• The Byte timer generates strobe signal for the shift register

The red lines in the timing diagram represent important delays:

  1. The byte timer period must end before the bit timer generates 10th clock pulse rising edge
  2. The shift register strobe must follow the rising edge of the last bit clock pulse

Please note that this circuit exploits the charasteristic of the 555 astable mode - the first pulse (time high) is longer than the following pulses as the timing capacitor must charge from 0 V to 2/3 Vcc but for the rest of the operation it has to charge only from 1/3 Vcc to 2/3 Vcc. This provides the important delay of the clock pulses for the shift register without additional circuitry.

The shift register stores and outputs the byte, the NPN transistors invert the signals as needed and at the bottom right corner of the schematics, there's a pin header to connect a HD44780 LCD display that can be driven by special serial data (HD44780 data and commands are converted in software to the waveforms for the HD44780 input pins). I wrote a simple C program to control the LCD and output texts to it and later a small Windows utility to show IP address and CPU load on the attached LCD.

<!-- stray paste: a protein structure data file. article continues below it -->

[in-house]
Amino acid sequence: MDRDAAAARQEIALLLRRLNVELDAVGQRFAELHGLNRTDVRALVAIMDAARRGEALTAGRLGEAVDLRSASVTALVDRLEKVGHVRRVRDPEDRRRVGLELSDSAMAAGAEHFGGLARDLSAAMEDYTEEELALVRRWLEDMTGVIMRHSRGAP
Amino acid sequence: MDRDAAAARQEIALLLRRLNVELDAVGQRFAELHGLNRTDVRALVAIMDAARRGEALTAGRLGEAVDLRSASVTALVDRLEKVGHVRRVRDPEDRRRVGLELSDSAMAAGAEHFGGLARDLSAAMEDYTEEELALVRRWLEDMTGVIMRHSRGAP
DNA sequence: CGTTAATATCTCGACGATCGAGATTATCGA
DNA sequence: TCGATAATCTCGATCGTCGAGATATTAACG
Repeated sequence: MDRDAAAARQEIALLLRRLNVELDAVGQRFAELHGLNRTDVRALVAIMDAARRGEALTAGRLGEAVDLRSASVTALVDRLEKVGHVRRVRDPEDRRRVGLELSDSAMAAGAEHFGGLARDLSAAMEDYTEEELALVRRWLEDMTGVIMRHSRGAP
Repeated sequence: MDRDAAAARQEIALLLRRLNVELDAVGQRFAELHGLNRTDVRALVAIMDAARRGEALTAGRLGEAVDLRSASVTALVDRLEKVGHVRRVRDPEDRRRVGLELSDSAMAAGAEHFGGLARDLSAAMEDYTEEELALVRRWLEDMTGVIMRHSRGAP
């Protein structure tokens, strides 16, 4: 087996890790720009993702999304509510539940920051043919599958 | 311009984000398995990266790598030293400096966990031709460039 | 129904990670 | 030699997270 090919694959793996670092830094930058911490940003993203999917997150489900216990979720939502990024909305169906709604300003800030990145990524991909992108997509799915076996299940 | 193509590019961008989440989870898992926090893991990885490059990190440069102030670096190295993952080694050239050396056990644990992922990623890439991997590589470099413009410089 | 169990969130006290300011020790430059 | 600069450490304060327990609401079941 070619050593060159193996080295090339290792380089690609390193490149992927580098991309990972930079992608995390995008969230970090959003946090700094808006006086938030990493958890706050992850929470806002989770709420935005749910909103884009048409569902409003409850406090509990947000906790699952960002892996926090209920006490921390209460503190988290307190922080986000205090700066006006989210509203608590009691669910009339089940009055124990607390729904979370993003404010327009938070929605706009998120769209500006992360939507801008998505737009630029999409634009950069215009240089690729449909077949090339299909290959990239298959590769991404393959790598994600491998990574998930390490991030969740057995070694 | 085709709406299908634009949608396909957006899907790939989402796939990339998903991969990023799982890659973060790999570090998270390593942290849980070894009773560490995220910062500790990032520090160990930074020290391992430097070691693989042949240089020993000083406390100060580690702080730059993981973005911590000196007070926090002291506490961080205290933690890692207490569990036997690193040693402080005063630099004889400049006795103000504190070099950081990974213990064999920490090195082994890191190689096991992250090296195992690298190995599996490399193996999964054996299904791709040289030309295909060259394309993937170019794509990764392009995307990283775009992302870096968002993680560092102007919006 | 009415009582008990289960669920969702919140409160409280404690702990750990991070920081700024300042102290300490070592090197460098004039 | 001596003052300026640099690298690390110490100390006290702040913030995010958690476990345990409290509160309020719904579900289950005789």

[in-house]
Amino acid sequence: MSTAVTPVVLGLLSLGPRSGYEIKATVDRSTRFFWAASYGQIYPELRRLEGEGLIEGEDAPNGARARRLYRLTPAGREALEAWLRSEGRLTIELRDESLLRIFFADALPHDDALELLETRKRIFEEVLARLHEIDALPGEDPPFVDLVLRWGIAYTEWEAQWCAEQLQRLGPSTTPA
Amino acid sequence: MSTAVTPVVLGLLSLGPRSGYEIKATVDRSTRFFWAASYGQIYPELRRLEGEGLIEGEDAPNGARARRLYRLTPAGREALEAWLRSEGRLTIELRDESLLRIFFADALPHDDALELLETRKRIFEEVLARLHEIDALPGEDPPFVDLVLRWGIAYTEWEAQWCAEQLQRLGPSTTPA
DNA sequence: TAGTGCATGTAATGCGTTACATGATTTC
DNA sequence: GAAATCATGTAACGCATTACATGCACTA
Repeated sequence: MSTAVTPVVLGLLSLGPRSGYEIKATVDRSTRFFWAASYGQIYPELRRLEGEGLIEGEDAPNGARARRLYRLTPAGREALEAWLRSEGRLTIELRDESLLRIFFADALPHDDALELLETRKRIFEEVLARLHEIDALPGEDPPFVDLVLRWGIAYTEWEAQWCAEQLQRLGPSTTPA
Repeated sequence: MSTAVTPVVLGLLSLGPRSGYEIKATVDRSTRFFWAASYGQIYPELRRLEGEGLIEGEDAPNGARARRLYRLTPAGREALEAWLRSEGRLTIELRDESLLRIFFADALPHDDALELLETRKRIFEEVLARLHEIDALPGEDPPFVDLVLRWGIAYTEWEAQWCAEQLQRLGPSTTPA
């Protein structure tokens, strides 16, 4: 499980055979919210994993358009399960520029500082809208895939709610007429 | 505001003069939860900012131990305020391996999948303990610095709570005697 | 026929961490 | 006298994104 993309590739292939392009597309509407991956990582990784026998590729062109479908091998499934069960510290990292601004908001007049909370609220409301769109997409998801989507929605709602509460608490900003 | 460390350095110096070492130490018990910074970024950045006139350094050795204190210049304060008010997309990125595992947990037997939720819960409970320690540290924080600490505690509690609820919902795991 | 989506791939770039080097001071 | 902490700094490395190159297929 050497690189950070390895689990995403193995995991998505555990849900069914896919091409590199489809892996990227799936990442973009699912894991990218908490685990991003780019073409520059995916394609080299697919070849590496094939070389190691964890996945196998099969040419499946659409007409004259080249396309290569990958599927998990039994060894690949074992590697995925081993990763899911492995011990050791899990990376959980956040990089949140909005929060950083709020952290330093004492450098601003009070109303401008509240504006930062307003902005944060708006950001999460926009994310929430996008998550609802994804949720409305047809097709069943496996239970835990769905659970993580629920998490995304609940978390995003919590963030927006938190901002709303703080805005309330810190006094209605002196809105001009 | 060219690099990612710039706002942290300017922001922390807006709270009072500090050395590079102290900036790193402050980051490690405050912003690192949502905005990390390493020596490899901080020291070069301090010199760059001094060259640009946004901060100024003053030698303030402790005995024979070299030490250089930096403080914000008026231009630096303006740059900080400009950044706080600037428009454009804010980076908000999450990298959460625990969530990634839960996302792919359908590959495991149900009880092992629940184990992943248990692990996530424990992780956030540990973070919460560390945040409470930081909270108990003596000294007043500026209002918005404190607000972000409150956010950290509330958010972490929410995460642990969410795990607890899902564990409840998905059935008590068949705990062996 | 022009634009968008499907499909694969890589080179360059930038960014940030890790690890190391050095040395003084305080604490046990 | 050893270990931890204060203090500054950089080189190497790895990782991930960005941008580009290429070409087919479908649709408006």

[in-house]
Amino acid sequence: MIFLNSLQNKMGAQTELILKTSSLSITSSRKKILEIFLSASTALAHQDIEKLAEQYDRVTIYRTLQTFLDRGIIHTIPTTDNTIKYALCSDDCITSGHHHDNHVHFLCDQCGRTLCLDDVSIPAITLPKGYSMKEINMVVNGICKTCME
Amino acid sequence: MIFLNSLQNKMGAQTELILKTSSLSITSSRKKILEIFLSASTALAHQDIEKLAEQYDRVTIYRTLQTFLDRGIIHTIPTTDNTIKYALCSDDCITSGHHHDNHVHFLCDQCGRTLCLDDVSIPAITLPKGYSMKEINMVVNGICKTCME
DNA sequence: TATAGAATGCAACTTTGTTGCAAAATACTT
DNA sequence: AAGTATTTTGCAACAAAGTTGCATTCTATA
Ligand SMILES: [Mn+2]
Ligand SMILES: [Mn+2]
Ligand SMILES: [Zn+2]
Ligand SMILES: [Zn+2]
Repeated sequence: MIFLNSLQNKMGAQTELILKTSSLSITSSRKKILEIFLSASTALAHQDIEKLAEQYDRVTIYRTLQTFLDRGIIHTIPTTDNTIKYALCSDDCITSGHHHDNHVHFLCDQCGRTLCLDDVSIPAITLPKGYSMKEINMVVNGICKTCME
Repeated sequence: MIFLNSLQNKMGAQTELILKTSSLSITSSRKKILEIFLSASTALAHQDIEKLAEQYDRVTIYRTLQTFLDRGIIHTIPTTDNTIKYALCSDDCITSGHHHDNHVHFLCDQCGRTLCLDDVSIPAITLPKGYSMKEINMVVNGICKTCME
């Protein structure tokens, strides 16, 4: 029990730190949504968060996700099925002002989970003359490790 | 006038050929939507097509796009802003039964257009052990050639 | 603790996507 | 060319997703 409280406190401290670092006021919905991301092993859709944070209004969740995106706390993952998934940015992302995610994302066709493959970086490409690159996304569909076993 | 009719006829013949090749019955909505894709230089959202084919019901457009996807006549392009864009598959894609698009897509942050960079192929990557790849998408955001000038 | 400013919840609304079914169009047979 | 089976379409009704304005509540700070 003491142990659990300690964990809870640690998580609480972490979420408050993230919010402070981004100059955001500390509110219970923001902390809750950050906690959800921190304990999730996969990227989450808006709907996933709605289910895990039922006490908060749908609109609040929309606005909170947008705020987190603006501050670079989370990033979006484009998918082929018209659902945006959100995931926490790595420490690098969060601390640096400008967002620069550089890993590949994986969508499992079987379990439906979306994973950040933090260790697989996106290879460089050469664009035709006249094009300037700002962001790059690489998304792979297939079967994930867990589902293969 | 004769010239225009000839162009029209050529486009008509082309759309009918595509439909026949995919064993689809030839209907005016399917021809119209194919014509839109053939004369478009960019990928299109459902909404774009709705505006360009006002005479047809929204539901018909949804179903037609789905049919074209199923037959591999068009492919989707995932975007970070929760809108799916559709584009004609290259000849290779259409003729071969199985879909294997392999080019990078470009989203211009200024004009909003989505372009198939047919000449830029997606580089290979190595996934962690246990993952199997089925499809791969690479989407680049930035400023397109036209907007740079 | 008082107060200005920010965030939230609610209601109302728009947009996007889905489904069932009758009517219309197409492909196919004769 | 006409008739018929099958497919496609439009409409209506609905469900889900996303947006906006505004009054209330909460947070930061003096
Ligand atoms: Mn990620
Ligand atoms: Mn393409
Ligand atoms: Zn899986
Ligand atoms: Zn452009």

Linux source for a command line tool to drive connected HD44780 display.

x-zip-compressed - 1.44 kB - 12/11/2021 at 07:16


  • 2 × 555 timer
  • 1 × 74HC595 shift register

  • Uploaded source code for LCD connected to FAR

    Filip12/11/2021 at 07:20 0 comments

    Uploaded a Linux C source code of a tool to drive a HD44780 display connected to PC using FAR.

  • Schematics and detailed description

    Filip12/27/2014 at 22:43 0 comments

    I've added the schematics and detailed function description. I'll also add the waveform details and timing adjustment instructions - unfortunately an oscilloscope is needed to exactly match the serial port TxD, byte and bit timers. I hope that the need for oscilloscope can be eliminated by adding some LEDs and using software to feed special calibration patterns to the serial port.

  • Second prototype testing

    Filip08/19/2014 at 16:21 0 comments